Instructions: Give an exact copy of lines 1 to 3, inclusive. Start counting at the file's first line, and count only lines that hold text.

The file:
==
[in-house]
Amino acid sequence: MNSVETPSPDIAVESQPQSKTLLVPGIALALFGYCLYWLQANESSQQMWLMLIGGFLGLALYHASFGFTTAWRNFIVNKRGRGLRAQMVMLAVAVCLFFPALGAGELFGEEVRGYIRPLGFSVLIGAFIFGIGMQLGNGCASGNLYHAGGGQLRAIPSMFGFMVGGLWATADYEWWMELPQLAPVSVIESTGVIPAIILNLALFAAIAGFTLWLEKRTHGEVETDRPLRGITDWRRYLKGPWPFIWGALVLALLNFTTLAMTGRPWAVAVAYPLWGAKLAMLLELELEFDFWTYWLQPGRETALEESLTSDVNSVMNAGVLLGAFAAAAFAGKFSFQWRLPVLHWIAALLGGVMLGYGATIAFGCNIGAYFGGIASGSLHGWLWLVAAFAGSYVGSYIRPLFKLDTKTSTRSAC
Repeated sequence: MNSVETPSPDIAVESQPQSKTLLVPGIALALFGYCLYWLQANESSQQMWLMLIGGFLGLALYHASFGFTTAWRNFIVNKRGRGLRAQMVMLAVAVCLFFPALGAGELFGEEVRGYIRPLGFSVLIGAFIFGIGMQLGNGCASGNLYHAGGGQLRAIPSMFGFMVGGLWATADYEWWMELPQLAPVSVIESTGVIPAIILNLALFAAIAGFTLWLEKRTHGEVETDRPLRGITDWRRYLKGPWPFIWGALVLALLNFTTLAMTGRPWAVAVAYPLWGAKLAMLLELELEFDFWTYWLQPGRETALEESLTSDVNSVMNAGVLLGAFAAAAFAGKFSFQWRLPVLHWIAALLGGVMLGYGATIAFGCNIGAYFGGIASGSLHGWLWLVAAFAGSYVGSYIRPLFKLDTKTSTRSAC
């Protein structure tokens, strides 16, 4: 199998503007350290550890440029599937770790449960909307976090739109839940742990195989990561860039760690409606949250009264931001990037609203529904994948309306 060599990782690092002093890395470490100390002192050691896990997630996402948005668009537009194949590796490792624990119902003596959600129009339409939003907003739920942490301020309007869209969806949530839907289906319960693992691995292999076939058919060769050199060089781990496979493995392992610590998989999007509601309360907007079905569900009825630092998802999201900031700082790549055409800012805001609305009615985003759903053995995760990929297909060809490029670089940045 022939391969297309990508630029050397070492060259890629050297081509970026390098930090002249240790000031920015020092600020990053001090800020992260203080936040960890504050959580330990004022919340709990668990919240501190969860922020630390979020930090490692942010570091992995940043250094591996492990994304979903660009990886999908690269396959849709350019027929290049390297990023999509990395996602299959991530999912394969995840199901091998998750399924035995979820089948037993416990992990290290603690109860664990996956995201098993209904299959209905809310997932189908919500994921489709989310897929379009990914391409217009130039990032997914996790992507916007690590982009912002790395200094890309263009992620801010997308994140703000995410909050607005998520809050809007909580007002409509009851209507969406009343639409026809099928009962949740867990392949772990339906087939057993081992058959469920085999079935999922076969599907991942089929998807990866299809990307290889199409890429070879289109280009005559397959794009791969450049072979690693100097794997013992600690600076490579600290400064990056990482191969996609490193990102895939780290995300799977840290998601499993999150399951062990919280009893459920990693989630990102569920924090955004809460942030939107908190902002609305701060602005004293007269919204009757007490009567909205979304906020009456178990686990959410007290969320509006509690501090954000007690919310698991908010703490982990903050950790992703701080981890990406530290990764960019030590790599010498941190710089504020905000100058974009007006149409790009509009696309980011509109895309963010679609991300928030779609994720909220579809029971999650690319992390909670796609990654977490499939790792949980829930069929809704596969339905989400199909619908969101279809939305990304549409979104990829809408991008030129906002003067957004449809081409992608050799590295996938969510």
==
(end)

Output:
[in-house]
Amino acid sequence: MNSVETPSPDIAVESQPQSKTLLVPGIALALFGYCLYWLQANESSQQMWLMLIGGFLGLALYHASFGFTTAWRNFIVNKRGRGLRAQMVMLAVAVCLFFPALGAGELFGEEVRGYIRPLGFSVLIGAFIFGIGMQLGNGCASGNLYHAGGGQLRAIPSMFGFMVGGLWATADYEWWMELPQLAPVSVIESTGVIPAIILNLALFAAIAGFTLWLEKRTHGEVETDRPLRGITDWRRYLKGPWPFIWGALVLALLNFTTLAMTGRPWAVAVAYPLWGAKLAMLLELELEFDFWTYWLQPGRETALEESLTSDVNSVMNAGVLLGAFAAAAFAGKFSFQWRLPVLHWIAALLGGVMLGYGATIAFGCNIGAYFGGIASGSLHGWLWLVAAFAGSYVGSYIRPLFKLDTKTSTRSAC
Repeated sequence: MNSVETPSPDIAVESQPQSKTLLVPGIALALFGYCLYWLQANESSQQMWLMLIGGFLGLALYHASFGFTTAWRNFIVNKRGRGLRAQMVMLAVAVCLFFPALGAGELFGEEVRGYIRPLGFSVLIGAFIFGIGMQLGNGCASGNLYHAGGGQLRAIPSMFGFMVGGLWATADYEWWMELPQLAPVSVIESTGVIPAIILNLALFAAIAGFTLWLEKRTHGEVETDRPLRGITDWRRYLKGPWPFIWGALVLALLNFTTLAMTGRPWAVAVAYPLWGAKLAMLLELELEFDFWTYWLQPGRETALEESLTSDVNSVMNAGVLLGAFAAAAFAGKFSFQWRLPVLHWIAALLGGVMLGYGATIAFGCNIGAYFGGIASGSLHGWLWLVAAFAGSYVGSYIRPLFKLDTKTSTRSAC